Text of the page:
Chandler, a con-man, and his helper Frank decide to create a clairvoyant act for the carny circuit, as a little research reveals Ameicans spent $125 million on mind-readers and astrology. ... See full summary »
Roy Del Ruth
One of over 700 Paramount Productions, filmed between 1929 and 1949, which were sold to MCA/Universal in 1958 for television distribution, and have been owned and controlled by Universal ever since. See more »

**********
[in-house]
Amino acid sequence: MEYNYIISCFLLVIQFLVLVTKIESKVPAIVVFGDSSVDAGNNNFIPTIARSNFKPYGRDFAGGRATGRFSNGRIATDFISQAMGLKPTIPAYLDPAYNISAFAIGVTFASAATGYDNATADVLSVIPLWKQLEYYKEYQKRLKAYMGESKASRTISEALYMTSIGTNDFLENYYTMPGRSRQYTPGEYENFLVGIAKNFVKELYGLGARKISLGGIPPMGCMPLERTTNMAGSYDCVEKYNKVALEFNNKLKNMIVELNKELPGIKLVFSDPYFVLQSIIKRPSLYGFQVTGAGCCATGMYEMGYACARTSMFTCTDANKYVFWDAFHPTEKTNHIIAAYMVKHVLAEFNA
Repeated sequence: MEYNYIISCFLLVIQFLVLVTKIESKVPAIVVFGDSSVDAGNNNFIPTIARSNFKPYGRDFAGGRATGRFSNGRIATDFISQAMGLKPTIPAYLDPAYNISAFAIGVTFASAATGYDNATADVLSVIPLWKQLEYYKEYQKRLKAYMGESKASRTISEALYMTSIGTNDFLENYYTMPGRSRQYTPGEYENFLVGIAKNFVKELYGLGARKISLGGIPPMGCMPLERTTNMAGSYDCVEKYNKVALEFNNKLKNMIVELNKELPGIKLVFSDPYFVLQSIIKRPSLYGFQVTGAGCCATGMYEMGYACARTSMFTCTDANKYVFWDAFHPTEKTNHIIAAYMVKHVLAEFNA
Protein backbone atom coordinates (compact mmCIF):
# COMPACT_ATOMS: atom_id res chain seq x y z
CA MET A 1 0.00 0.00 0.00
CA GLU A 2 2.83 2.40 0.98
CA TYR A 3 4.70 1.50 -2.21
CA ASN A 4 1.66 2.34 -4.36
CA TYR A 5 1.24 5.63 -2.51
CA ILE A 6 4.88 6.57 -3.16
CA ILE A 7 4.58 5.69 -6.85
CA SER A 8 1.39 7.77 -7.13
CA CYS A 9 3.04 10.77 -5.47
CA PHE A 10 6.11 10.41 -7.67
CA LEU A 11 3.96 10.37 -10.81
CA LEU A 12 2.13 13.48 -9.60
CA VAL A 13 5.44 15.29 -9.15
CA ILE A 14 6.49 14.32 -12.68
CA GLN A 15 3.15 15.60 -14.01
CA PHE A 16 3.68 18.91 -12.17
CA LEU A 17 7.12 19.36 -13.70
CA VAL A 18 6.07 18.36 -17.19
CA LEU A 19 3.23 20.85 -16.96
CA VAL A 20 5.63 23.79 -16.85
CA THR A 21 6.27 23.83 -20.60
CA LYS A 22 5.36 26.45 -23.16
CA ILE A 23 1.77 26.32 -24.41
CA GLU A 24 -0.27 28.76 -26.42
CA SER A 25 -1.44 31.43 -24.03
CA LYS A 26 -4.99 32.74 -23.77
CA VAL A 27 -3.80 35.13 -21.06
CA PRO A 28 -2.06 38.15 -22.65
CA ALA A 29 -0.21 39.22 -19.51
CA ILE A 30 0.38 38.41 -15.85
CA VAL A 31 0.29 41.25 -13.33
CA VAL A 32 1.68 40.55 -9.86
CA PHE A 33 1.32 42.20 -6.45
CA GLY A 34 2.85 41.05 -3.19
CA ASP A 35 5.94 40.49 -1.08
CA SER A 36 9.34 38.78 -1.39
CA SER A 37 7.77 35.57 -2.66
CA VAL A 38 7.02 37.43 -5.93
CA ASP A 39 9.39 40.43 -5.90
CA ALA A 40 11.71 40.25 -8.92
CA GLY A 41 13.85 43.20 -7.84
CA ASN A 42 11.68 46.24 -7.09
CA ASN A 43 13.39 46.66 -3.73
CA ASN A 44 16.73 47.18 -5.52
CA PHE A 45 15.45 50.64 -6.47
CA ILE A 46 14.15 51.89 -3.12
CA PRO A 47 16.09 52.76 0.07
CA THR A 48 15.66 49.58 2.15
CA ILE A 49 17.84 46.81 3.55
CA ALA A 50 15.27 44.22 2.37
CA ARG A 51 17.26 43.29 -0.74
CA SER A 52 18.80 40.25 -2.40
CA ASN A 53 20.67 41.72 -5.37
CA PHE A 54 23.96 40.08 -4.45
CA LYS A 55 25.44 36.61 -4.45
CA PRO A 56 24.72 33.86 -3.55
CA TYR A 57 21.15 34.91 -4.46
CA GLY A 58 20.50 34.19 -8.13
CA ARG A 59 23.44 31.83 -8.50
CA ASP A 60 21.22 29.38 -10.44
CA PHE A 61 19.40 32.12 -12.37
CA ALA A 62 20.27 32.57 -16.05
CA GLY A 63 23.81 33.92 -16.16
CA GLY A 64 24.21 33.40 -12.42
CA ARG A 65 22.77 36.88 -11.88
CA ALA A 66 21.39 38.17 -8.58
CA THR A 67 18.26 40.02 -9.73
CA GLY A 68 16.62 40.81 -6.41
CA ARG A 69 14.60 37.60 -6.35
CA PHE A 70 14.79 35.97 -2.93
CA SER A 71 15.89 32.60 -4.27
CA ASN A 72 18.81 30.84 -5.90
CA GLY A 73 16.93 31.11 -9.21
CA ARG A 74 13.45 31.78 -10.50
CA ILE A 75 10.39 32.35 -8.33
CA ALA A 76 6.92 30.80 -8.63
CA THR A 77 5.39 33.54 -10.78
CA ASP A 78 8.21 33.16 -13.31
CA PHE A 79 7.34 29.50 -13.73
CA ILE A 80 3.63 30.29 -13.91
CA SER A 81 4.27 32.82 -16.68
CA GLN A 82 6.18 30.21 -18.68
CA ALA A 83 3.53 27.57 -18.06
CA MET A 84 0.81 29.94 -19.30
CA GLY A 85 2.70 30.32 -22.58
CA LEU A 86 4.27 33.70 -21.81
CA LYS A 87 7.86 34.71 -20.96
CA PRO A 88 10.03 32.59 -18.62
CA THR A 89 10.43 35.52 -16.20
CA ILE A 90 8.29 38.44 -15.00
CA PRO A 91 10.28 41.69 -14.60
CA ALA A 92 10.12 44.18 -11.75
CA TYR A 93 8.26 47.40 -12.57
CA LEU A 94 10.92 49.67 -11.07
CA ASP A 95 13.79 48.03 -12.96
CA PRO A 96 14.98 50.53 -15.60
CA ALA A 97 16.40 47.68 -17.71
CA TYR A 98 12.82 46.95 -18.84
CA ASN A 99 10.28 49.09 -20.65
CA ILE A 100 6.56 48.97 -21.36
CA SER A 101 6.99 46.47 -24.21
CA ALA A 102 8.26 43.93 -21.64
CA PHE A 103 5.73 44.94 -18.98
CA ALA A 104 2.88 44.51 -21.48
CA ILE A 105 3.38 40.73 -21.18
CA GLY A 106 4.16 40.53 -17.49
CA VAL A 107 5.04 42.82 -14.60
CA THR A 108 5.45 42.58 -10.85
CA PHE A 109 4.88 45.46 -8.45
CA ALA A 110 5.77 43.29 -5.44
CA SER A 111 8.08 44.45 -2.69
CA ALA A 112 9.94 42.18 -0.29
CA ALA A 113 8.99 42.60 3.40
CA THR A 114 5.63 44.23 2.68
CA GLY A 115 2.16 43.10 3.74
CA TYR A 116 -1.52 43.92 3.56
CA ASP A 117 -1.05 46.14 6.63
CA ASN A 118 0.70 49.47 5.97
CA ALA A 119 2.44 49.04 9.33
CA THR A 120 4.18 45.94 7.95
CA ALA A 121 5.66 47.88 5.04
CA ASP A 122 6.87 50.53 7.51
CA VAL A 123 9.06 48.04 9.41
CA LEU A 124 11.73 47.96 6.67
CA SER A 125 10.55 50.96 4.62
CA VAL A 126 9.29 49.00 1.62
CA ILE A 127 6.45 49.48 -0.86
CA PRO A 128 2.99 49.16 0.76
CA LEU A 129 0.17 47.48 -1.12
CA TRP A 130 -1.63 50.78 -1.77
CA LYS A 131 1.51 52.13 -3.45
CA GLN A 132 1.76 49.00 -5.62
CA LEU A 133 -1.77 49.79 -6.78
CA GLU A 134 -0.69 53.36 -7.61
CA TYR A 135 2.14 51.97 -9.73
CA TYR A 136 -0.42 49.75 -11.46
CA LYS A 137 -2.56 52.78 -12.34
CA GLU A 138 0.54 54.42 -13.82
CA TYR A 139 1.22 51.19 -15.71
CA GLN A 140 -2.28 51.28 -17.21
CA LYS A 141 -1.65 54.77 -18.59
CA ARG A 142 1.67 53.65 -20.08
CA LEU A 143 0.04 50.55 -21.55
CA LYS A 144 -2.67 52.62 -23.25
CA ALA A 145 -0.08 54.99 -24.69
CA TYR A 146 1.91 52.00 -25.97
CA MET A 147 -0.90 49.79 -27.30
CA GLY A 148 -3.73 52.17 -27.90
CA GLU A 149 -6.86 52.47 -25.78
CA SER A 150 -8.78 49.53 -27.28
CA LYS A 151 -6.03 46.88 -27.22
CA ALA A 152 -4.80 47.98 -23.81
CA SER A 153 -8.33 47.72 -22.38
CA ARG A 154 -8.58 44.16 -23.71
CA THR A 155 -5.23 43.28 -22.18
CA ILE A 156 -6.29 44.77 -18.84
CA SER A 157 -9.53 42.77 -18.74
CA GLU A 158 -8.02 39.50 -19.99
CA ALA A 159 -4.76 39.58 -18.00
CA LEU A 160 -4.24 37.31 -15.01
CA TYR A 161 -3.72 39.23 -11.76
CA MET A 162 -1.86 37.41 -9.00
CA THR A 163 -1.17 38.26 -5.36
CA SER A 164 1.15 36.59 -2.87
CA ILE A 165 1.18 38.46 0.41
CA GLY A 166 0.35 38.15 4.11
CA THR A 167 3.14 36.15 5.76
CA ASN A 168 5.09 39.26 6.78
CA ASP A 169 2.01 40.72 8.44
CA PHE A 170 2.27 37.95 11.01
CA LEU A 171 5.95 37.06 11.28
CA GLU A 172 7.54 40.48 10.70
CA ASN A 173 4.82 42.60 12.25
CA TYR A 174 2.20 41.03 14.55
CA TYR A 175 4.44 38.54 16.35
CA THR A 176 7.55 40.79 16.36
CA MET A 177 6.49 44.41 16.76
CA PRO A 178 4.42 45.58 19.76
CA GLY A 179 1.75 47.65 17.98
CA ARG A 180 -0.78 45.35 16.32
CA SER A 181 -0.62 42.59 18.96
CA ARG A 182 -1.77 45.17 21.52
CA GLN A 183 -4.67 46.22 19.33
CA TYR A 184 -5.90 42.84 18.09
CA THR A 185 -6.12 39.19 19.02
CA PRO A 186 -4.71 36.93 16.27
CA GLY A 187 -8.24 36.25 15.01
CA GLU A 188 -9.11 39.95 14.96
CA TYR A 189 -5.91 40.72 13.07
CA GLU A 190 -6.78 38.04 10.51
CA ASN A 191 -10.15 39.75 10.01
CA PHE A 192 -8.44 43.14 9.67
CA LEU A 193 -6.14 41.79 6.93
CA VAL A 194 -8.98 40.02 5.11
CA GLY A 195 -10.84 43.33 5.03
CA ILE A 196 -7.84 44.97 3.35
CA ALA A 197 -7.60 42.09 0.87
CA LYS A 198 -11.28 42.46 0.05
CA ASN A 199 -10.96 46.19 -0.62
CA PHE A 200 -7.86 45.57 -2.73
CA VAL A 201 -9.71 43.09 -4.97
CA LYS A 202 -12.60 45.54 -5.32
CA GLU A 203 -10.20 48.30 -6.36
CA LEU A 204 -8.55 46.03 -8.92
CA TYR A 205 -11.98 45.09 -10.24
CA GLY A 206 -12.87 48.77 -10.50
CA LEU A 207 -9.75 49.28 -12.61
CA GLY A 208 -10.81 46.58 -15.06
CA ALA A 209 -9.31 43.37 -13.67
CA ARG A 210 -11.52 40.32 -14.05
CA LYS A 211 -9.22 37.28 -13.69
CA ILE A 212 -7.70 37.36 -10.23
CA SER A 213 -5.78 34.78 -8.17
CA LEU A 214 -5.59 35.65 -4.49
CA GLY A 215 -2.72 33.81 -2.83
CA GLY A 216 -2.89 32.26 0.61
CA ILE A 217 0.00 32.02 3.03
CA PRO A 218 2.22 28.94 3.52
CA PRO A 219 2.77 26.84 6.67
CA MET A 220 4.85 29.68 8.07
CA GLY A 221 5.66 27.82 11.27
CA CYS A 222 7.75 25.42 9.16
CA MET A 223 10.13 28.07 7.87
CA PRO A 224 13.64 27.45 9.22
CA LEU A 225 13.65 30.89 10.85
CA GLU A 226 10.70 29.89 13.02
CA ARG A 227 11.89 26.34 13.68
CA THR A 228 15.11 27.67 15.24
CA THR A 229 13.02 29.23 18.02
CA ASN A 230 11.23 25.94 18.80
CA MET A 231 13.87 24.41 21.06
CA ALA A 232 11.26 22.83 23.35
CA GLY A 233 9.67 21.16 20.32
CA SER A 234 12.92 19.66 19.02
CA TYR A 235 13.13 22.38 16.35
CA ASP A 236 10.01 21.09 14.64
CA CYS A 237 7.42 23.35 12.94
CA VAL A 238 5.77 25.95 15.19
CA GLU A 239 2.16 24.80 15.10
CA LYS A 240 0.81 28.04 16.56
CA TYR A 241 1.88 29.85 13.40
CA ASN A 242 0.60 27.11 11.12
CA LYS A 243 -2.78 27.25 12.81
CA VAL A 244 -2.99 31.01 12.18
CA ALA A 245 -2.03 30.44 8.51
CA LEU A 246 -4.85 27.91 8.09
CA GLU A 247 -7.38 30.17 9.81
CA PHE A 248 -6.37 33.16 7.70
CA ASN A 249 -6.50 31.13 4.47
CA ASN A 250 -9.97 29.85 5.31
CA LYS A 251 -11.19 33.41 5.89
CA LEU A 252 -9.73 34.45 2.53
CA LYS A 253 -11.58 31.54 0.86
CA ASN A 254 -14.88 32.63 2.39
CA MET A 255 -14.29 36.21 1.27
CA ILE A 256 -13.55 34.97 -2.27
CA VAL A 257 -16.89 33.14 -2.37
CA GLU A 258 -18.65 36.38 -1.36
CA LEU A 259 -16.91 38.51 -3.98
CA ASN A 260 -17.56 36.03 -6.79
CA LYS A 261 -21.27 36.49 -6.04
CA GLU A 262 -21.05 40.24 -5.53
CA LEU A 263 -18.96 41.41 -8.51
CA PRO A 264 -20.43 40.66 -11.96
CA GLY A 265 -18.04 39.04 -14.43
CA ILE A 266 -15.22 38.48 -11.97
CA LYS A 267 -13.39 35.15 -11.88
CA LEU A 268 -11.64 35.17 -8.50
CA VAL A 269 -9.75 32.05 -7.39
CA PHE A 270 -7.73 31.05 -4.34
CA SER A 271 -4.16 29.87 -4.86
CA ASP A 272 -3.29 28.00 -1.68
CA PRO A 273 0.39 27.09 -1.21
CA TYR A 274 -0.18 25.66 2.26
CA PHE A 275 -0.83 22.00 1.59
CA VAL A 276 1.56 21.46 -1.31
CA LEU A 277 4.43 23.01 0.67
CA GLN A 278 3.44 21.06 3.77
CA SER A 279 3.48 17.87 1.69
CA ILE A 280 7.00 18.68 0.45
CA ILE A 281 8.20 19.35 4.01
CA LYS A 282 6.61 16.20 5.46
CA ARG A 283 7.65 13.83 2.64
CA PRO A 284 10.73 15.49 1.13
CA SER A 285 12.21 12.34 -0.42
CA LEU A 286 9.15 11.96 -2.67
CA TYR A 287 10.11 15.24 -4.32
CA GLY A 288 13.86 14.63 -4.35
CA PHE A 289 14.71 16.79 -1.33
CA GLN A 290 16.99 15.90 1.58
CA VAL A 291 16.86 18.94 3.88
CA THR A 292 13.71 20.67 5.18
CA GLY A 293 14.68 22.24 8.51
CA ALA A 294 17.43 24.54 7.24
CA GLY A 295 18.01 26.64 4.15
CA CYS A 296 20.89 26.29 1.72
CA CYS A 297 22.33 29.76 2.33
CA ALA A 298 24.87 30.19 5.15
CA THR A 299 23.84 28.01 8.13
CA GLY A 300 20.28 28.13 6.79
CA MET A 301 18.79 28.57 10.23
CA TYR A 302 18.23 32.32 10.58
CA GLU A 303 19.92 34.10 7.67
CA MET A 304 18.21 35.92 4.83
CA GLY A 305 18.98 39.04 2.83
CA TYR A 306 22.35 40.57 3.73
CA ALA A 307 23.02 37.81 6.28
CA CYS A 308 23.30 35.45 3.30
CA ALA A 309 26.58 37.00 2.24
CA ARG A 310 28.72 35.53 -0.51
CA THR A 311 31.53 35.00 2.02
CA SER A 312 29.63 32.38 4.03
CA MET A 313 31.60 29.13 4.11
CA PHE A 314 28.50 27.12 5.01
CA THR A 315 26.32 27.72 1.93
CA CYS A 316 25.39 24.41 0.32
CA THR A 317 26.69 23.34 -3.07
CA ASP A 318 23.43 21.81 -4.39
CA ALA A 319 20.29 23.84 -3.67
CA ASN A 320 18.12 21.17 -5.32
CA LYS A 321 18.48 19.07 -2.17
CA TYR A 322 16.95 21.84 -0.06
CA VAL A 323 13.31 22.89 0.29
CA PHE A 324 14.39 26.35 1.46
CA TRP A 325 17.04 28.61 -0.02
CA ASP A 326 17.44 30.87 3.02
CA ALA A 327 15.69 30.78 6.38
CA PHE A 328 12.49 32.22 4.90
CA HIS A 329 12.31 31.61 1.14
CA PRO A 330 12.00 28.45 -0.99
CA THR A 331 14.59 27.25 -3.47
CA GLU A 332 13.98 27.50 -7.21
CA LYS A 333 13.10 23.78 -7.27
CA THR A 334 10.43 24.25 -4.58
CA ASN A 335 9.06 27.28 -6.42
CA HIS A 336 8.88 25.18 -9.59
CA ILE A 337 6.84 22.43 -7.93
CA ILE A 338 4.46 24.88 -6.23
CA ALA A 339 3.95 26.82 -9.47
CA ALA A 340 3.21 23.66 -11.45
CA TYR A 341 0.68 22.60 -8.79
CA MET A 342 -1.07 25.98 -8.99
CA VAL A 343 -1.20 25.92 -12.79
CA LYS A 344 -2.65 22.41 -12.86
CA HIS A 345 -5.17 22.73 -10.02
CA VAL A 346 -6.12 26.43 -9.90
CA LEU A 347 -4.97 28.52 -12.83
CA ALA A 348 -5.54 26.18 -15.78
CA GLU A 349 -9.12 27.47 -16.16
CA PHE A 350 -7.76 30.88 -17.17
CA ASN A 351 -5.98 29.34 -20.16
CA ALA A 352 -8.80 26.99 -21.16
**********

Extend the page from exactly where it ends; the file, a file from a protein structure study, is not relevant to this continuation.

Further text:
Over the years, Robert Armstrong attained a kind of semi-iconic status due to his starring role in a great film, KING KONG (pretty much reprising that role in MIGHTY JOE YOUNG), but he is rarely thought of as a starring actor, as against more of a supporting player (especially since his second-most-seen role in a famous film is as the ill-fated brother of the heroine in THE MOST DANGEROUS GAME). But in his silent-to-talking crossover period, he starred in any number of films, mostly comedies, and mostly as a rough-and-ready (and not too bright) leading or semi-leading man. It is the kind of role he plays here, but I must say that of the over 100 films I have with him, this is the best, and certainly the biggest, role I have ever seen him in. The whole film revolves around him, and this in a good-looking B film with a plethora of other terrific actors. It's the kind of role an actor like Victor McLaglen or even Clark Gable (back then) or Anthony Quinn or Ernest Borgnine (in more modern times) would have excelled in, and probably in an A production to boot. Anyway, Armstrong plays a recently-paroled minor criminal (we are never told what he did to get into jail to begin with) who, along with two lovable cronies (James Gleason and Warren Hymer), attempts to go back into the boxing business, fails, and ends up as a physical trainer for a rich industrialist (Frank Morgan) and some of his wealthy friends. Overhearing much of these people's plans to more or less manipulate the market, he invests his own dough and becomes reasonably well off, making it possible for him to advance his younger brother's career as a broker. Things go awry when peripheral events induce Morgan to exact a penalty on his trainer, resulting in his return to near destitution and providing the impetus for the rest of the story as Armstrong reveals all at the behest of a newspaper publisher and then ends up testifying before a U.S. Senate committee regarding all of it. (None of this is in any way a 'spoiler' as everything is pretty much telegraphed to the audience well ahead of the reality setting in.) By that time, there have been other story lines introduced, along with one particularly memorable character (portrayed by a pre-Charlie Chan Sidney Toler) and even a murder. None of that is important to this review. What is important is that we are given the chance to see several famous character actors playing against type, and they do so superbly. Foremost is lovable Frank Morgan, who is anything but lovable in his lead-industrialist role, and very convincing. And Irving Pichel, of the voice-of-doom reputation, comes over well as the solidly honest, if somewhat overly ambitious publisher. Then there is Berton Churchill, who almost always played authority figures of a slightly 'bent' persuasion, here shown as a very sympathetic prison warden who bends over backwards to get Armstrong his parole. Wasted here is Moscow Art Theater veteran Olga Baclanova as Armstrong's floozy girlfriend, but she's fun when we can understand her, even though we keep expecting her to run off with a dwarf (that's for another review). And Constance Cummings is fine as Morgan's daughter, but gives no indications here that she will one day receive a CBE from the Queen. Still, the absolute gem of the casting is Sidney Toler, whose impending arrival on the scene is discussed in tones not inappropriate to the introduction of Josef Mengele into the action, and when he arrives he more than fulfills this promise. Toler is a 'fixer', maybe a hit-man himself, but definitely one who can arrange such things, and his three-or-four-minute scene with the industrialists is in many ways the highlight of the film. This is the 59-year-old Toler still showing vestiges of the younger leading stage actor he once was, very handsome in a mature sort of way, and by far the single classiest actor in the film; a far cry from Charlie Chan, indeed. Armstrong starts out a bit hammy, perhaps (it really IS that kind of role), but eases into the ensuing drama beautifully, and this is the kind of performance that, in an A production with a better screenplay (it has the usual B-film fatality of inadequate exposition at almost all times, so that we more than once find characters conversant with each other, if not downright in love with each other, whom we have no reason to expect have even as yet met!) would surely be better remembered 80 years later. A small price to pay, though, for the film is very 'alive', with a kind of forward momentum missing in many A productions. Also, although Armstrong and Gleason partnered in many early films (Armstrong had acted with Gleason's theatrical company), the addition of Warren Hymer to their ranks made for a perfect trio of somewhat dicey figures who might have done well in further escapades. But this one is enough. A delightful semi-romp, and a great example of why actors should often be cast against type (think Gregory Peck as Captain Ahab!).
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